It is a fact that if $$ \begin{align} d &> 0\quad \text{ means that there are exactly two distinct roots}\\ d &= 0\quad \text{ means that there are exactly one root}\\ d &< 0\quad \text{ means that there are no roots.} \end{align} $$

For your polynomial, you would then need $d = 5^2 - 4a\cdot 4 < 0$. So $$ \begin{align} 5^2 - 4a\cdot 4 &< 0 &\Rightarrow\\ - 4a\cdot 4 &< -25 &\Rightarrow\\ a &> \frac{25}{16}. \end{align} $$ And there you go.

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So, since the function is > 0, there are no solutions because the solutions for all quadratics are on the x axis? –  Kot Sep 22 '12 at 23:08
    
@StevenN: Since the function (polynomial) is greater than 0 for all $t$, then you know that it is never equal to $0$. So there are no roots of the polynomial (no zeros of the function), so therefore the discriminant must be negative. Does that make sense? –  Thomas Sep 22 '12 at 23:13
    
@StevenN: I think that i understand your comment better now. If you by "on the $x$-axis" mean that the roots/zeros are where the graph intersects the $x$-axis, then you are right. –  Thomas Sep 22 '12 at 23:15
    
I am still confused, could you explain it in more simple terms? I had very bad math teachers in high school and they didn't do a good job explaining concepts. –  Kot Sep 22 '12 at 23:18
    
@StevenN: I will try to edit my answer a bit, but it might be helpful to first take a look at the Wikipedia article on quadratic equations: en.wikipedia.org/wiki/Quadratic_equation. –  Thomas Sep 22 '12 at 23:23

The question really means that $at^2+5t+4>0$ for all real values of $t$. This is only possible if $a>0$ and the quadratic curve does not intersect the horizontal axis. In this case there are no real solutions to the equation $at^2+5t+4=0$ so that the discriminant is negative.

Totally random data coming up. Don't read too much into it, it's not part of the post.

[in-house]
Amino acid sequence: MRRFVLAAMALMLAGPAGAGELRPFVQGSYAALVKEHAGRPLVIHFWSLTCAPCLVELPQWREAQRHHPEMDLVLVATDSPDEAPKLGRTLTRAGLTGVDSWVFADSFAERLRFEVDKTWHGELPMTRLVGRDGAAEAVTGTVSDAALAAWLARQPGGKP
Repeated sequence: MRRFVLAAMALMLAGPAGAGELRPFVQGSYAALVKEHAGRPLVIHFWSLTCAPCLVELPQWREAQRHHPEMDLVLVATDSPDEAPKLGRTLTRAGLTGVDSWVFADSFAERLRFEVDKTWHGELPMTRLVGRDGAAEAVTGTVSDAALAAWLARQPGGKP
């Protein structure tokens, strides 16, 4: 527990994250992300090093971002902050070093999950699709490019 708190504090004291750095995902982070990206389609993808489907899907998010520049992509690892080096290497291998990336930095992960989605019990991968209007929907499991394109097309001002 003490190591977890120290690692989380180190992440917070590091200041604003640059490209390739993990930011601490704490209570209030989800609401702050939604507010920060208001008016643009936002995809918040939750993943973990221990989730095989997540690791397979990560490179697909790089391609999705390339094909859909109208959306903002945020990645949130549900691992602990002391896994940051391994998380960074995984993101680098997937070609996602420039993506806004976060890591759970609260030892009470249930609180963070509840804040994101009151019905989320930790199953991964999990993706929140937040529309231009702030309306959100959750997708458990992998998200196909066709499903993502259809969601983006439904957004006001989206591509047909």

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In order for $f(t)=at^2+5t+4>0$ all $t$, then the discriminant must be negative, else there are real roots to $f(t)$. The discriminant is $25-16a$, so $25-16a<0$ and thus $a>25/16$.

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The equation a$t^2$ + 5t + 4 = 0 may or may not have a solution. This depends on the value of a that you pick. Graphically, if this equation has a solution, the graph will touch and/or go through the x-axis. If there is not a solution, the graph will not have a solution. These x-intercepts are defined by the solutions: $$x = {-b \pm \sqrt{b^2-4ac}\over2a}$$ For these solutions to be real, $b^2-4ac$, the discriminant, must be greater than or equal to 0. If not, the solution will be irrational(sqrt of neg number).

Hope this helps!

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Do you know about LaTeX? See: meta.math.stackexchange.com/questions/5020/… –  Thomas Sep 22 '12 at 22:49
    
Thanks @thomas , I've been looking for a good tutorial. –  Ben Sep 25 '12 at 23:57